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Agents, landlords 'misjudge buy to let costs'Landlords and letting agents are at risk of overestimating the profitability of Buy To Let investments by neglecting to take into account major running costs, according to BTL specialists Platinum Property Partners.

It claims the total potential cost associated with the annual running and upkeep of a BTL property - including letting agent fees, maintenance, repairs, marketing fees and mortgage interest - amounts to an average of £8,359.

However, almost one in eight landlords do not take any costs into consideration when calculating the financial performance of their BTL portfolio, leaving them particularly vulnerable to misjudging the returns they will make from their investment.

PPP claims that 75 per cent of UK landlords incurring the top 10 most common costs do not account for them when calculating their portfolio's financial performance- meaning the returns on their investment could be lower than they think.

Based on a typical portfolio of two rental properties, the total bill associated with running a BTL portfolio could stack up to £16,718 every year, which in turn equals 5 per cent of gross annual rental income, which is £32,388 says the company.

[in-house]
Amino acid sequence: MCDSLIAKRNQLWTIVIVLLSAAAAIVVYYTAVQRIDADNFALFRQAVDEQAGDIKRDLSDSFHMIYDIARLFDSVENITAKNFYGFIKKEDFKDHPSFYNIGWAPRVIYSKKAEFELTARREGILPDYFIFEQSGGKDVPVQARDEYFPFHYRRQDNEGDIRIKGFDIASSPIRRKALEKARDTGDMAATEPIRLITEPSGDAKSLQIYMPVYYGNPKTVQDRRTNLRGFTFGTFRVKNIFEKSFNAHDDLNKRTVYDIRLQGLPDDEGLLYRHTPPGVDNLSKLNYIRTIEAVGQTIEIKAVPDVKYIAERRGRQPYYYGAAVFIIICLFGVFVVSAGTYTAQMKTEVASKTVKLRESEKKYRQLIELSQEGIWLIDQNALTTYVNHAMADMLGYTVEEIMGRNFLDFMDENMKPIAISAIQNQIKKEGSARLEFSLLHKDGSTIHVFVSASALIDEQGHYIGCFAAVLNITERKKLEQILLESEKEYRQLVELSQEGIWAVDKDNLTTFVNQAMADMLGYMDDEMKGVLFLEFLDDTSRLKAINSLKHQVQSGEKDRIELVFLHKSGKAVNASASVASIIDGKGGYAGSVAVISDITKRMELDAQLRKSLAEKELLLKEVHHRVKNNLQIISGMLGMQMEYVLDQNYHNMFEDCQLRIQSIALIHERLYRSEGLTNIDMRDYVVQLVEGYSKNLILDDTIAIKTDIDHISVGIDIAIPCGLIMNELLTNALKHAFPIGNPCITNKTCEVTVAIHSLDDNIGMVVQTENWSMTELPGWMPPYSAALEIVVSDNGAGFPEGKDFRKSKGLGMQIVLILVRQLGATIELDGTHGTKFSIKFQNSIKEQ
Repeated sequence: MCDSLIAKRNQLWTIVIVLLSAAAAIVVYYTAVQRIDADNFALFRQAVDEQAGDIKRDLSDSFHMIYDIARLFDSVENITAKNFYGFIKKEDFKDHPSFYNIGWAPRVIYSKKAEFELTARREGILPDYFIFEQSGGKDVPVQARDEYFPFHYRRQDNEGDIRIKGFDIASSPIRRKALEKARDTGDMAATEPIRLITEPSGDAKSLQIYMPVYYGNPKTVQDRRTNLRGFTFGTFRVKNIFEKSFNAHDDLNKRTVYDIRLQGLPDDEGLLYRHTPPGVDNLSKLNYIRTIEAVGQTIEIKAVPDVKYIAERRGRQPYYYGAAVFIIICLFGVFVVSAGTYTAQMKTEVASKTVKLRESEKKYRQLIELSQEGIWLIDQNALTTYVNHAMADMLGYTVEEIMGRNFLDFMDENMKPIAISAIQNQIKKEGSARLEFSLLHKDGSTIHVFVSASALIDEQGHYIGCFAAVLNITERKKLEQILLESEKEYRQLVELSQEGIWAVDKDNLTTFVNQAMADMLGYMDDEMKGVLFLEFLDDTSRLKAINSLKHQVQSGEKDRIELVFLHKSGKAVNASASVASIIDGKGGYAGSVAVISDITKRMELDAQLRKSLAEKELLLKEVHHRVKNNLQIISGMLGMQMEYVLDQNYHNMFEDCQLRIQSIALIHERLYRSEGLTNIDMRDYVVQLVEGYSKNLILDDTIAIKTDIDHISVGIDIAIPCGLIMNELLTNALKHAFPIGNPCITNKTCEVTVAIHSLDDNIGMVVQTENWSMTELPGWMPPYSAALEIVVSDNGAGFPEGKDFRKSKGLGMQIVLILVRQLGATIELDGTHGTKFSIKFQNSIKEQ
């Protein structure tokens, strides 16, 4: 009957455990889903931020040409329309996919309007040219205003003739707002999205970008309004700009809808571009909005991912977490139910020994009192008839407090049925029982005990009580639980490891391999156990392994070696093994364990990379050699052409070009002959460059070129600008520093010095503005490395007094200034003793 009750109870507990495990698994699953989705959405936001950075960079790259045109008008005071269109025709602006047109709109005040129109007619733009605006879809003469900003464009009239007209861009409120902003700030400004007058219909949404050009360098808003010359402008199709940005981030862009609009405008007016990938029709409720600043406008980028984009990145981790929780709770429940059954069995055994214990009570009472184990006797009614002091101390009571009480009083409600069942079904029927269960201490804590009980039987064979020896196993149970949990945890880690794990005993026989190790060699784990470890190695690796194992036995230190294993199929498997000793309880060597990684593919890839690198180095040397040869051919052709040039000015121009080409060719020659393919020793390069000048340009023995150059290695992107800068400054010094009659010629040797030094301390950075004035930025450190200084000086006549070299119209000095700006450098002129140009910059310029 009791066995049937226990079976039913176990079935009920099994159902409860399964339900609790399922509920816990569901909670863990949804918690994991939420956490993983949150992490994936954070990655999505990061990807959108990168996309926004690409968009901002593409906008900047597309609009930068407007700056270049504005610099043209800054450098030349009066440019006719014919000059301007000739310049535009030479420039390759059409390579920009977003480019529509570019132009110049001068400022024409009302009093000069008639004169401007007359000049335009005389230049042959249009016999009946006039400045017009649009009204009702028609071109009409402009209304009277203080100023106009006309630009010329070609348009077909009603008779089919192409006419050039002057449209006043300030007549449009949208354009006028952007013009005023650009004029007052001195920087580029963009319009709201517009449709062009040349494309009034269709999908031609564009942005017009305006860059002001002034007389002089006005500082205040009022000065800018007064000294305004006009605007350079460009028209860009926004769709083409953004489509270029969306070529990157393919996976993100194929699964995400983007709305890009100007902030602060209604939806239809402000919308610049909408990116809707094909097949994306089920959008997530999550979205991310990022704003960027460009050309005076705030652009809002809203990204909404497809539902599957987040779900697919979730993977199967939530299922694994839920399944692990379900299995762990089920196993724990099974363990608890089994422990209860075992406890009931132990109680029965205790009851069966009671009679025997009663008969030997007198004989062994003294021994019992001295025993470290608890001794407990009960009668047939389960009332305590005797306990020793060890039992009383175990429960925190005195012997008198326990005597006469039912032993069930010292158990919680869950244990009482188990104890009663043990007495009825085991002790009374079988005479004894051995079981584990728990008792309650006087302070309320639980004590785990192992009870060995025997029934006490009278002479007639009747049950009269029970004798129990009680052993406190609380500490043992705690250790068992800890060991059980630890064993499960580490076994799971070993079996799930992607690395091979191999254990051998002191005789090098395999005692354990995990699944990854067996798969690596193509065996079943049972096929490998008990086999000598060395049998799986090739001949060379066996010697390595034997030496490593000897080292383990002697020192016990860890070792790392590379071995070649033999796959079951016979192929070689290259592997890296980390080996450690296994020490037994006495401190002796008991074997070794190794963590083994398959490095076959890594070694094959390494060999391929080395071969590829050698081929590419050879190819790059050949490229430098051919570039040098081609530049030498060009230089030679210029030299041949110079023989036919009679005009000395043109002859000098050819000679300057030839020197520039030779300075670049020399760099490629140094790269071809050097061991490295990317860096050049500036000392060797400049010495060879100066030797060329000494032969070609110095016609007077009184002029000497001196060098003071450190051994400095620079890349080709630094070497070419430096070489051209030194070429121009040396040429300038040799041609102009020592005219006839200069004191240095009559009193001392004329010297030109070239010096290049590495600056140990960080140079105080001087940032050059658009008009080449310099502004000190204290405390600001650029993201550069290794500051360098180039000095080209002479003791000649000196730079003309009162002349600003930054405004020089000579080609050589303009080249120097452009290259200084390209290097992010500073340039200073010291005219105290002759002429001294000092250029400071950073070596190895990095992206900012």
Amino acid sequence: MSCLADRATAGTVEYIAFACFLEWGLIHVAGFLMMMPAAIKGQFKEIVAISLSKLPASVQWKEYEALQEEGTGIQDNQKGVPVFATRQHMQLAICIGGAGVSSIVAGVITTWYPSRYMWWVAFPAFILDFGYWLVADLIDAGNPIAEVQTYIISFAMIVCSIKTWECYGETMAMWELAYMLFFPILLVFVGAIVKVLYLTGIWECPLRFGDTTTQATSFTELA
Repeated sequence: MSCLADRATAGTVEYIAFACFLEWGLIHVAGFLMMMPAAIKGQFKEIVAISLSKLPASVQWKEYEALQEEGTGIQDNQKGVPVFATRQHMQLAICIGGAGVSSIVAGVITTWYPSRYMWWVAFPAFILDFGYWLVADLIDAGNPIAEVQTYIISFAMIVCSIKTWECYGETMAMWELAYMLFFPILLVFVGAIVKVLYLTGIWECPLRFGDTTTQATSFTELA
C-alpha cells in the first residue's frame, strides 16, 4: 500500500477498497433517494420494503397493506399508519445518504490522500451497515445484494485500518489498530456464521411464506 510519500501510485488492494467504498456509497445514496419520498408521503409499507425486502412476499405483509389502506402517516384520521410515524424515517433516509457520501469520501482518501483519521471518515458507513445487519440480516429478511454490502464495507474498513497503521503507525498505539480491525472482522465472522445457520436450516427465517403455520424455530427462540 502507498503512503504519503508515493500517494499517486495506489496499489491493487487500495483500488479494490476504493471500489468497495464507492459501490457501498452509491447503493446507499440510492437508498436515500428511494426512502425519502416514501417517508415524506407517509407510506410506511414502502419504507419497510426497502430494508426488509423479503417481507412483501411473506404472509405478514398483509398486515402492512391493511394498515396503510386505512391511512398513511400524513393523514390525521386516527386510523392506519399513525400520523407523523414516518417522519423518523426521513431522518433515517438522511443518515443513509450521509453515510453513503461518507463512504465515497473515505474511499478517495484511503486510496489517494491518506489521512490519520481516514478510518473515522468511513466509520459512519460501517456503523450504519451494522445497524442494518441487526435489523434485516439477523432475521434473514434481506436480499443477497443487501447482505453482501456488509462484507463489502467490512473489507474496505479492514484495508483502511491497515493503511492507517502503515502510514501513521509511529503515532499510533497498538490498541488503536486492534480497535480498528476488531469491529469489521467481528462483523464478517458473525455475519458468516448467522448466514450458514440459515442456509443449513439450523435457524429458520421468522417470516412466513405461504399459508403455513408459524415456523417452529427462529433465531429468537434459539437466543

It states that the most accurate way to measure the performance of a BTL investment is by using Return on Investment' or Return on Equity', as these methods take into account gross profit, capital gain, and the costs of running the property - including the amount spent on refurbishment.

In any one year, up to 60 per cent of landlords face void periods but only 12 per cent of these take this into account when assessing the ongoing health of their property portfolio.

Comments

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    I am pretty sure that using Return on Investment or Return on Equity are not even [i]preferred [/i] method to calculate the performance of a BTL investment.

    • 30 April 2015 09:01 AM
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    I could do my property accounts by hand but I do not do this. Far better to pay up and use a landlords letting package such as Landlords' Property Manager which I have used for many years. Every cash transaction for my property goes in to this software which guides me to make the entries in the sections which correspond exactly to current tax law and accounting practise. When it comes to doing my tax return I simply press report and there it is- the years profit or loss to the nearest penny. The details I need for tax are also there, added up and in the order needed for my tax form.

    These report figures can easily be juggled in a spread sheet to look for the effect of the usual imponderables.

    • 29 April 2015 10:44 AM
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    These figures are seriously flawed. If you look at the breakdown, some 4000 thereof are lumped under 'other costs' with no further explanation, yet the remaining 4360 is broken down in some detail. Excluding London, the annual average rent receipt across the rest of the UK is 8688 (Homelet's figures as of Feb 2015).

    • 29 April 2015 07:55 AM
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